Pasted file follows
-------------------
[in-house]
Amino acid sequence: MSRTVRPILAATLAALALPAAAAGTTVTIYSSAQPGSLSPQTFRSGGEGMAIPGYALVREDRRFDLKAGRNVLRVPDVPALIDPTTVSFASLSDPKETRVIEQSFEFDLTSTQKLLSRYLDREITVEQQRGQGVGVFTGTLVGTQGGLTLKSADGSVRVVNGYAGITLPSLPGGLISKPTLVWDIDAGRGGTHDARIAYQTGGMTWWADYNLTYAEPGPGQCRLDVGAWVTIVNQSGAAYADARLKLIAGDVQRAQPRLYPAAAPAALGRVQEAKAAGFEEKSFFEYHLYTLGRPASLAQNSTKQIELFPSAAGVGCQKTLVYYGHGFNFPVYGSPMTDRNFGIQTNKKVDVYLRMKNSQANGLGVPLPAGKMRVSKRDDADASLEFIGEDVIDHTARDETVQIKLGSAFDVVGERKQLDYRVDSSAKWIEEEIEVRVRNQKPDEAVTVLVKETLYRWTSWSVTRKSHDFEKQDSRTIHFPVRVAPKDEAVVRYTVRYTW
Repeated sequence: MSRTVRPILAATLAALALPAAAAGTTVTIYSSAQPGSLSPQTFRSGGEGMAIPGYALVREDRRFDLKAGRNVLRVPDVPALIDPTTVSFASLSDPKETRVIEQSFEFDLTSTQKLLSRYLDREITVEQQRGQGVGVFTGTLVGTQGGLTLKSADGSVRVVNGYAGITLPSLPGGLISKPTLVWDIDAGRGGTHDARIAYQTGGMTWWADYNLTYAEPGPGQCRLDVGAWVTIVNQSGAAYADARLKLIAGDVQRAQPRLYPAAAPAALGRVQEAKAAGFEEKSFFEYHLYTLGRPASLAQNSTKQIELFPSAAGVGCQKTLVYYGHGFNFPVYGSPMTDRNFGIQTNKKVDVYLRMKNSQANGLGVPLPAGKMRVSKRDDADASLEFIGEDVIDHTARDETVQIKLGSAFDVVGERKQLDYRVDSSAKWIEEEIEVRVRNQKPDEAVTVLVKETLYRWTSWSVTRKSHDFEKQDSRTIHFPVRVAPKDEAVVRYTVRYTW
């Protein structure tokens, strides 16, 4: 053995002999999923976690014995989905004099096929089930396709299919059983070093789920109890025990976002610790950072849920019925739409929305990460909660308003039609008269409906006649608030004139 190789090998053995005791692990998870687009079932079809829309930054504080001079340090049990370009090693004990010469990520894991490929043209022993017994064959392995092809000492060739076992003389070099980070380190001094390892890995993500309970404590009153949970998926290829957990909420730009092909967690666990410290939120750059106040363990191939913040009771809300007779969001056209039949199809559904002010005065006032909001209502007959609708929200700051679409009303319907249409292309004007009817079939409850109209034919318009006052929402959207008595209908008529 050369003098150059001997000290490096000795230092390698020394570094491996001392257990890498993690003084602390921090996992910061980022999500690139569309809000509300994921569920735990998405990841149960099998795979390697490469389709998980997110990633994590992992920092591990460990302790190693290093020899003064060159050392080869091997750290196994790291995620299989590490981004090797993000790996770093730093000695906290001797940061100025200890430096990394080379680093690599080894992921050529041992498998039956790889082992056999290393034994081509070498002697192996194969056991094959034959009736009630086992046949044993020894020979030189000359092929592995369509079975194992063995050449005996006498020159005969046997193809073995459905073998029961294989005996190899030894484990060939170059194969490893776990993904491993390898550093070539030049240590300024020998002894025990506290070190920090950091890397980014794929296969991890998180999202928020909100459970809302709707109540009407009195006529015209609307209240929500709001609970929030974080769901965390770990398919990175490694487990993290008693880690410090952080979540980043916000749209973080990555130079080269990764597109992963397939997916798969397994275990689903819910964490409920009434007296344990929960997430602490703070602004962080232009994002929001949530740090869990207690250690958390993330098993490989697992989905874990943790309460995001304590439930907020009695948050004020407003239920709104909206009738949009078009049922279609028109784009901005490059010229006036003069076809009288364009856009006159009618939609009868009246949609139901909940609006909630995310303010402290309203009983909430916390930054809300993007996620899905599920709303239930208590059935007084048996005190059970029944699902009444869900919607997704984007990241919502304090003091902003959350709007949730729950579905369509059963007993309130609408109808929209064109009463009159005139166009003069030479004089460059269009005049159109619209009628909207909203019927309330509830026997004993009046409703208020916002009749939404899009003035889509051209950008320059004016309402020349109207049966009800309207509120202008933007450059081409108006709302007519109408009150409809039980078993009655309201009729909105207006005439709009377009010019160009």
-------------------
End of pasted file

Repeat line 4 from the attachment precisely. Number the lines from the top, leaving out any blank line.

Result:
């Protein structure tokens, strides 16, 4: 053995002999999923976690014995989905004099096929089930396709299919059983070093789920109890025990976002610790950072849920019925739409929305990460909660308003039609008269409906006649608030004139 190789090998053995005791692990998870687009079932079809829309930054504080001079340090049990370009090693004990010469990520894991490929043209022993017994064959392995092809000492060739076992003389070099980070380190001094390892890995993500309970404590009153949970998926290829957990909420730009092909967690666990410290939120750059106040363990191939913040009771809300007779969001056209039949199809559904002010005065006032909001209502007959609708929200700051679409009303319907249409292309004007009817079939409850109209034919318009006052929402959207008595209908008529 050369003098150059001997000290490096000795230092390698020394570094491996001392257990890498993690003084602390921090996992910061980022999500690139569309809000509300994921569920735990998405990841149960099998795979390697490469389709998980997110990633994590992992920092591990460990302790190693290093020899003064060159050392080869091997750290196994790291995620299989590490981004090797993000790996770093730093000695906290001797940061100025200890430096990394080379680093690599080894992921050529041992498998039956790889082992056999290393034994081509070498002697192996194969056991094959034959009736009630086992046949044993020894020979030189000359092929592995369509079975194992063995050449005996006498020159005969046997193809073995459905073998029961294989005996190899030894484990060939170059194969490893776990993904491993390898550093070539030049240590300024020998002894025990506290070190920090950091890397980014794929296969991890998180999202928020909100459970809302709707109540009407009195006529015209609307209240929500709001609970929030974080769901965390770990398919990175490694487990993290008693880690410090952080979540980043916000749209973080990555130079080269990764597109992963397939997916798969397994275990689903819910964490409920009434007296344990929960997430602490703070602004962080232009994002929001949530740090869990207690250690958390993330098993490989697992989905874990943790309460995001304590439930907020009695948050004020407003239920709104909206009738949009078009049922279609028109784009901005490059010229006036003069076809009288364009856009006159009618939609009868009246949609139901909940609006909630995310303010402290309203009983909430916390930054809300993007996620899905599920709303239930208590059935007084048996005190059970029944699902009444869900919607997704984007990241919502304090003091902003959350709007949730729950579905369509059963007993309130609408109808929209064109009463009159005139166009003069030479004089460059269009005049159109619209009628909207909203019927309330509830026997004993009046409703208020916002009749939404899009003035889509051209950008320059004016309402020349109207049966009800309207509120202008933007450059081409108006709302007519109408009150409809039980078993009655309201009729909105207006005439709009377009010019160009």